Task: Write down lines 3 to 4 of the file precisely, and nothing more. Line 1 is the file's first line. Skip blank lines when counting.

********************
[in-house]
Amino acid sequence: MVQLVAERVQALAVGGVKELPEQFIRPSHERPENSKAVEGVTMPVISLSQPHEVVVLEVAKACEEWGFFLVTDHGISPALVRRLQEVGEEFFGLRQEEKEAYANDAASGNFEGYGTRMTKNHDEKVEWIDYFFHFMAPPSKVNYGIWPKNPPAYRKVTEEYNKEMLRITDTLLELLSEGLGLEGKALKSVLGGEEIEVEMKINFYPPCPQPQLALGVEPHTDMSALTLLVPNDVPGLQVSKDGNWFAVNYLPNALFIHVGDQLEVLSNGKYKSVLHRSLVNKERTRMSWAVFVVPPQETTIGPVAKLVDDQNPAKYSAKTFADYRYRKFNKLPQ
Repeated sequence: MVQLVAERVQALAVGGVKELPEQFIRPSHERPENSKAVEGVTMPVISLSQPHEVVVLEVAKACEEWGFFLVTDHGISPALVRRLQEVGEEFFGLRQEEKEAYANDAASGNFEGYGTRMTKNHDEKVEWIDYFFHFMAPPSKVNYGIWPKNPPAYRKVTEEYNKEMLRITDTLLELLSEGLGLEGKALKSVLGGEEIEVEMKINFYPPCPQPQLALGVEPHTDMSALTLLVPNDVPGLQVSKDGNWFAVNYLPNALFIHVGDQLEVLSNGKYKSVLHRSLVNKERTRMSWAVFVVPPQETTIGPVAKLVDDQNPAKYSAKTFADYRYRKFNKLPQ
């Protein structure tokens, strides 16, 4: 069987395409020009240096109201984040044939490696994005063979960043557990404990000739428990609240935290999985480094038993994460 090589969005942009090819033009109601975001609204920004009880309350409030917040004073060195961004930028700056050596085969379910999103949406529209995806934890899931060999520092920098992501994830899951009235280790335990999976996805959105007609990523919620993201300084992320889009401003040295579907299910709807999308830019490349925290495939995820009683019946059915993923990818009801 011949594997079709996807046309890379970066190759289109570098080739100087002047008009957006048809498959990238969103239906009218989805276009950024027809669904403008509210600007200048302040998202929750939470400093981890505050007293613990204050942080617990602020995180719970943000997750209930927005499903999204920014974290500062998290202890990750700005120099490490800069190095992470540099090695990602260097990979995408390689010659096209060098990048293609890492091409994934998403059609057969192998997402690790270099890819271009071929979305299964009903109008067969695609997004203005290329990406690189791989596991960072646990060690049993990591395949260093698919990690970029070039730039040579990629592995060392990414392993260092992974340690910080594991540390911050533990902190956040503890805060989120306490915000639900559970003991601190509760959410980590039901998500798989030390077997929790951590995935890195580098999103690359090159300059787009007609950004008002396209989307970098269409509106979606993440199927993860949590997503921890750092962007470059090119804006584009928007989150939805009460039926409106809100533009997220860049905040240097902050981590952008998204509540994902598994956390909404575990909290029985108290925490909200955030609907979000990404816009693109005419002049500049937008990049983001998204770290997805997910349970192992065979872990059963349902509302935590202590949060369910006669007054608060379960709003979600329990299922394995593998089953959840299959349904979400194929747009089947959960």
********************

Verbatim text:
Repeated sequence: MVQLVAERVQALAVGGVKELPEQFIRPSHERPENSKAVEGVTMPVISLSQPHEVVVLEVAKACEEWGFFLVTDHGISPALVRRLQEVGEEFFGLRQEEKEAYANDAASGNFEGYGTRMTKNHDEKVEWIDYFFHFMAPPSKVNYGIWPKNPPAYRKVTEEYNKEMLRITDTLLELLSEGLGLEGKALKSVLGGEEIEVEMKINFYPPCPQPQLALGVEPHTDMSALTLLVPNDVPGLQVSKDGNWFAVNYLPNALFIHVGDQLEVLSNGKYKSVLHRSLVNKERTRMSWAVFVVPPQETTIGPVAKLVDDQNPAKYSAKTFADYRYRKFNKLPQ
């Protein structure tokens, strides 16, 4: 069987395409020009240096109201984040044939490696994005063979960043557990404990000739428990609240935290999985480094038993994460 090589969005942009090819033009109601975001609204920004009880309350409030917040004073060195961004930028700056050596085969379910999103949406529209995806934890899931060999520092920098992501994830899951009235280790335990999976996805959105007609990523919620993201300084992320889009401003040295579907299910709807999308830019490349925290495939995820009683019946059915993923990818009801 011949594997079709996807046309890379970066190759289109570098080739100087002047008009957006048809498959990238969103239906009218989805276009950024027809669904403008509210600007200048302040998202929750939470400093981890505050007293613990204050942080617990602020995180719970943000997750209930927005499903999204920014974290500062998290202890990750700005120099490490800069190095992470540099090695990602260097990979995408390689010659096209060098990048293609890492091409994934998403059609057969192998997402690790270099890819271009071929979305299964009903109008067969695609997004203005290329990406690189791989596991960072646990060690049993990591395949260093698919990690970029070039730039040579990629592995060392990414392993260092992974340690910080594991540390911050533990902190956040503890805060989120306490915000639900559970003991601190509760959410980590039901998500798989030390077997929790951590995935890195580098999103690359090159300059787009007609950004008002396209989307970098269409509106979606993440199927993860949590997503921890750092962007470059090119804006584009928007989150939805009460039926409106809100533009997220860049905040240097902050981590952008998204509540994902598994956390909404575990909290029985108290925490909200955030609907979000990404816009693109005419002049500049937008990049983001998204770290997805997910349970192992065979872990059963349902509302935590202590949060369910006669007054608060379960709003979600329990299922394995593998089953959840299959349904979400194929747009089947959960």